Tell Me About Yourself': Understanding the Role of the Employer Interview and Motherhood Penalties

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Christy Glass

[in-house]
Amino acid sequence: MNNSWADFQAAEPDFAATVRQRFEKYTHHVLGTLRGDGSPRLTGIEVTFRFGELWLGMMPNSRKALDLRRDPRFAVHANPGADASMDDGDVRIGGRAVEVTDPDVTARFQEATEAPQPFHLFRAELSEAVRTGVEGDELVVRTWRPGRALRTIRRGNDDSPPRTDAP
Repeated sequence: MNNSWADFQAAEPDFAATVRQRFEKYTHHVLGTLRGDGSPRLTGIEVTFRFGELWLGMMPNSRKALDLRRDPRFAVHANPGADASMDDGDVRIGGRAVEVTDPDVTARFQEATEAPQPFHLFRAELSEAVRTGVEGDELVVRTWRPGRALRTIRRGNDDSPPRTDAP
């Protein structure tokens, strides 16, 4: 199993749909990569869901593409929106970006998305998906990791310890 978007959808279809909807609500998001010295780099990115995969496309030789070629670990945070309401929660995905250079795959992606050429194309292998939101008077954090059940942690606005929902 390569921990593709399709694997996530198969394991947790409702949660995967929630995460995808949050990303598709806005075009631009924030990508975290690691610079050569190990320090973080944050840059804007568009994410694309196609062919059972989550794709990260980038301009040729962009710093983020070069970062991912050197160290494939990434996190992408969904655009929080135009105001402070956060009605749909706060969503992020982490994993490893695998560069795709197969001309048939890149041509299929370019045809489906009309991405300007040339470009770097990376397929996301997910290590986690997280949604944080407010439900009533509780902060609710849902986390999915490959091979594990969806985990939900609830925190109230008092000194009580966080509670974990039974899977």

Since the 1970s and the substantial rise in female labor force participation, the gender wage gap has long interested social scientists. More recently, scholars have identified a phenomenon known as the motherhood wage penalty. This research has demonstrated that women with children face wage discrepancies that go above and beyond being female or being a parent and represent a unique interaction between these two ascribed status characteristics. To date, very little research has explored the meso-level processes, such as employment practices and job context, to determine what role (if any) discrimination plays in shaping access to jobs. This project, while informed by the MWP literature and disparate wage outcomes, seeks to expand our understanding of non-wage related motherhood penalties by analyzing recruitment and hiring practices, specifically applicant screening and interviewing In order to assess the way in which employers use the interview process to screen and evaluate potential employees, I conducted 26 semi-structured, in-depth interviews with hiring managers. Using the status theory of motherhood as well as the existing literature on employers' construction of the ideal worker, I searched interview transcripts for themes regarding how employers define the ideal worker as well as their practices for screening and evaluating candidates. My specific research questions for this paper include 1) How do employers define their ideal worker? 2) How do employers screen for this type of employee in their interviewing practices? 3) Do perceptions of gender and parental status shape employers' interviewing strategies? In order to answer these questions, I first review the status theory of motherhood to frame my study of the role of the employer interview and the existence of employment barriers to mothers. Second, I examine the existing literature with regard to the motherhood wage penalty and employer bias and discrimination. Third, I describe the meso-level, qualitative methodological approach I used for answering my research questions. Fourth, I present my findings as a series of themes drawn from interviews with hiring managers. Finally, I conclude with some discussion as well as the limitations and future implications of this research.

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